The Paradox Of Income Inequality

The paradox of income inequality is that all the official progressive programs that supposedly will make it better actually make it worse.  And thus we have the ridiculous phenomenon that those places in the country that are the hottest hotbeds of progressivism, and that put in place the most expansive array of programs to "help" the poor and ameliorate income inequality, then end up with the very highest levels of income inequality as measured by the official government statistics.  As I have noted before, the Congressional District with the very highest "Gini Coefficient" (the sophisticated snob's official best measure of income inequality) is none other than my own district, New York 10, home of Greenwich Village, the Upper West Side, the New York Times, the most generous welfare and housing and Medicaid programs in the country, and of a stifling progressive orthodoxy that you can't cut through with a machete.  Might we be doing something wrong?

An article in yesterday's Financial Times, "The riddle of black America's rising woes under Obama," by Edward Luce, does a real service in highlighting some of the statistical data on income and wealth inequality, particularly as it relates to the disaster that Barack Obama and his policies have brought upon black America.  But Luce then proceeds to draw some seriously dumb conclusions.

First, the bad news.  Most of the time you have to do serious digging to find out how bad Obama has been for black Americans.  The mainstream media just won't report on this.  So, thank you Mr. Luce for pulling some of this together:

Since 2009, median non-white household income has dropped by almost a 10th to $33,000 a year, according to the US Federal Reserve’s survey of consumer finances. As a whole, median incomes fell by 5 per cent. But by the more telling measure of net wealth – assets minus liabilities – the numbers offer a more troubling story.

The median non-white family today has a net worth of just $18,100 – almost a fifth lower than it was when Mr Obama took office. White median wealth, on the other hand, has inched up by 1 per cent to $142,000. In 2009, white households were seven times richer than their black counterparts. That gap is now eightfold. Both in relative and absolute terms, blacks are doing worse under Mr Obama.

And then, without any intermediate steps, Mr. Luce jumps to the following conclusion:

Without Mr Obama’s efforts, African-American suffering would have been even greater. He has fought Congress to preserve food stamps and long-term unemployment insurance – both of which help blacks disproportionately.   The number of Americans without health insurance has fallen by 8m since the Affordable Care Act came into effect. . . .  By no honest reckoning can Mr Obama be blamed for the decline in black America’s fortunes.

Note first that Mr. Luce's switches back and forth between African-American "suffering" and African-American "fortunes" as measured by median income and median net worth, without alerting the reader that the two may not be the same thing.  If your chosen measures of black well-being are median income and median net worth, there can be no question but that the massive increases in food stamps and Medicaid have been the main causes of things getting worse.  Probably all or nearly all of the declines in black income and net worth can be directly attributed to the massive increases in food stamps and Medicaid under the Obama administration.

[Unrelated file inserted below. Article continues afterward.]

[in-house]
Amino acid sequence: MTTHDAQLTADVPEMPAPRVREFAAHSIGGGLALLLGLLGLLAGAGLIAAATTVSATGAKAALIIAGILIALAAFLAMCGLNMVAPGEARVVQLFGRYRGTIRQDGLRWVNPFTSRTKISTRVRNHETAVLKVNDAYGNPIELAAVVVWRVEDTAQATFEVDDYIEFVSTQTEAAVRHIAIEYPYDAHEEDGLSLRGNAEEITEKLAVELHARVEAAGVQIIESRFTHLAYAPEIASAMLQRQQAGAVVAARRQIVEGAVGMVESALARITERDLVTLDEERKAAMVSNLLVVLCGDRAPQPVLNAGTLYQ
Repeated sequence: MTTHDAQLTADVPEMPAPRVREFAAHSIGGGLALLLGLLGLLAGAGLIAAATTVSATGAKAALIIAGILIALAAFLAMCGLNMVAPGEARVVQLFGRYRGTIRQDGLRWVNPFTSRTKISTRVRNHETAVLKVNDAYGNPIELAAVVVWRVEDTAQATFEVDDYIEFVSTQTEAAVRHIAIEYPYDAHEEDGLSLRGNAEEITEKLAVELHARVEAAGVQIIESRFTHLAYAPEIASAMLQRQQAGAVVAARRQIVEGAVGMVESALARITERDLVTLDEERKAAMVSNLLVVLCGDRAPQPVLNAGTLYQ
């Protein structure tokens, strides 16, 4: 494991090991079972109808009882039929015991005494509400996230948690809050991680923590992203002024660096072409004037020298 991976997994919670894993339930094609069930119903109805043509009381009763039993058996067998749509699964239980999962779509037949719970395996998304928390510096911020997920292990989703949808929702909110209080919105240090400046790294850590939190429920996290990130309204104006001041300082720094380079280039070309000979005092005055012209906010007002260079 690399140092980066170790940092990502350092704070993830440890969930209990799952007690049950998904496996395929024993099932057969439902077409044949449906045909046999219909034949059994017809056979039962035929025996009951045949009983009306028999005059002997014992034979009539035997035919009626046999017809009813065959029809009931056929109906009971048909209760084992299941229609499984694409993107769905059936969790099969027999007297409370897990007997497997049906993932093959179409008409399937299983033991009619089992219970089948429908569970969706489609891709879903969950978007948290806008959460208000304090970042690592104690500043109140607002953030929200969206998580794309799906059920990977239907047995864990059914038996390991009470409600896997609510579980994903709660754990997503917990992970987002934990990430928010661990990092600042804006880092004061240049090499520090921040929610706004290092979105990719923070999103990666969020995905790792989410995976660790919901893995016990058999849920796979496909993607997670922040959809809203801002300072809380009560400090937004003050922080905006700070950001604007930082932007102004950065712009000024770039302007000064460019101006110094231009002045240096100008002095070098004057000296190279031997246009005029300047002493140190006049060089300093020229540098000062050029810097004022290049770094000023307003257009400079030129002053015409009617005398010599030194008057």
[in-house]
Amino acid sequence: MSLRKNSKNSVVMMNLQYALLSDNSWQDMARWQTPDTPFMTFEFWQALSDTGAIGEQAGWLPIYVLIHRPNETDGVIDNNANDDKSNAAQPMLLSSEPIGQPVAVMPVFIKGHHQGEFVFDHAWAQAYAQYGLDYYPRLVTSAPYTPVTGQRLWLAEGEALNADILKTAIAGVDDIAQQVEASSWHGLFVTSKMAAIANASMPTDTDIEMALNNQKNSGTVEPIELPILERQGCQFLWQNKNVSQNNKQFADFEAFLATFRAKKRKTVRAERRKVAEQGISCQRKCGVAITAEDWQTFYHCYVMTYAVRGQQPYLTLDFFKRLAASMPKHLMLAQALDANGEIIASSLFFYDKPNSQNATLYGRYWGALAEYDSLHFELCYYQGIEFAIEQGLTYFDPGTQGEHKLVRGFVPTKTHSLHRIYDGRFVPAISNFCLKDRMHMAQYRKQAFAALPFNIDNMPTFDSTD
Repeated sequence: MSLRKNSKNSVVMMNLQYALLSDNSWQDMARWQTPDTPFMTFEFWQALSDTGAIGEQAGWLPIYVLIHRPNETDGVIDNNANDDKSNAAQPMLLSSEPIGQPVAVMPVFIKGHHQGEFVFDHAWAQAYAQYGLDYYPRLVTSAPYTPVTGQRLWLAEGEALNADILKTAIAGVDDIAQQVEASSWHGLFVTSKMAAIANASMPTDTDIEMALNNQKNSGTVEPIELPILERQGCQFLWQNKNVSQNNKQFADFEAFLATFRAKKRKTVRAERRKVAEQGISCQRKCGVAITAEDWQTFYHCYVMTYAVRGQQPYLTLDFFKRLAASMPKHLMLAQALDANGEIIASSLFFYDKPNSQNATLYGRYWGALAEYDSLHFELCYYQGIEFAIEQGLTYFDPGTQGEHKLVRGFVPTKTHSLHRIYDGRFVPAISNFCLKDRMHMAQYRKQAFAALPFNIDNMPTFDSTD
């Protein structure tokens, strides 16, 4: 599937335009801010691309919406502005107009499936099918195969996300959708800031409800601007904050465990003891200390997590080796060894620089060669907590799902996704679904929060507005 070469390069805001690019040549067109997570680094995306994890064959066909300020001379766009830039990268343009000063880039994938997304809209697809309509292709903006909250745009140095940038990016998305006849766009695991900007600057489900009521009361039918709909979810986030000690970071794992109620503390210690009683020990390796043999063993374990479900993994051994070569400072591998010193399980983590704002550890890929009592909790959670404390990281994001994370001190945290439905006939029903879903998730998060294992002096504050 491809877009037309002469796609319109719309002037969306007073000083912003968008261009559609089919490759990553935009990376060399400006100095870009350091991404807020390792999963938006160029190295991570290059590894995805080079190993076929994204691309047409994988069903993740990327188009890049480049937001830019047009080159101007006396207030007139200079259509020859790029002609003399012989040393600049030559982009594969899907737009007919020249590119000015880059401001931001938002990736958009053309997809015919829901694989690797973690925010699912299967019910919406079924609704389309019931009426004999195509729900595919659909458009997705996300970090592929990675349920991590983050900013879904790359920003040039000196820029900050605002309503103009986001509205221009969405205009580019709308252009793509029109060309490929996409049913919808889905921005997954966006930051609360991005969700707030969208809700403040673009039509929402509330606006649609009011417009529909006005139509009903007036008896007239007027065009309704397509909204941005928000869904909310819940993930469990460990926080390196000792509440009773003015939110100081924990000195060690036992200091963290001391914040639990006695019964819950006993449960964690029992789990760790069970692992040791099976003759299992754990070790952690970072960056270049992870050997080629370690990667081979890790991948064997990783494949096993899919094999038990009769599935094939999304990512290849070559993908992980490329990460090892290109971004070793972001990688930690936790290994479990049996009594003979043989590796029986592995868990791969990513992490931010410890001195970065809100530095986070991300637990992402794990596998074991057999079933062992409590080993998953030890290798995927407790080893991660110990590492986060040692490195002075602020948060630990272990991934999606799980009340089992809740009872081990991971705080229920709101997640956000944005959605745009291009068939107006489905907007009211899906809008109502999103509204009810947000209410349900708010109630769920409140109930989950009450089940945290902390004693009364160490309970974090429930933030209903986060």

Why?  First, of course, because the provision of food stamp and Medicaid benefits is not counted in the government statistics on income and wealth.  So when the government hands out an additional $40 billion in annual food stamp spending, and an additional $50 billion of annual Medicaid spending, as it did between 2009 and 2013, that adds exactly a big goose egg to the measured incomes and net worths of the recipients.  Meanwhile, to get these handouts you must meet income and asset tests -- or, to put it another way, you must get your income and assets below certain thresholds.  Of course, the limits vary in an enormously complex patchwork among the states.  For example, here is information from the New America Foundation on asset limits relevant to food stamp eligibility.  With all kinds of loopholes and exceptions, it remains the case that in the large majority of states if you want food stamps you need to get your assets under $5000.

So can it possibly be any surprise that as food stamp recipients went from about 27 million to almost 50 million under Obama, lots of people with assets in the high four figures and low five figures were spending those assets down in order to qualify?  Let's see, I have saved $10,000 and I don't qualify for food stamps; but if I spend $5000 on a big TV, then I will qualify for an $8000 per year handout (which, however, will not count in my measured income or net worth).  And thus the food stamp explosion is a very effective way to drive the median net worth of African Americans toward zero.

 So, Mr. Luce, has African American "suffering" (your word) increased or decreased under Obama?  You say that "without Mr. Obama's efforts, African-American suffering would have been even greater."  But what has occurred is that African Americans have traded market income and net worth for increased government handouts and dependency.  Which is the path of more "suffering," and which of less?  I go with your initial take that black fortunes have "declined," even though the increase in handouts may well exceed the decrease in market incomes and net worth.  But that's because I think that being trapped in dependency on government handouts is a terrible thing for the recipients.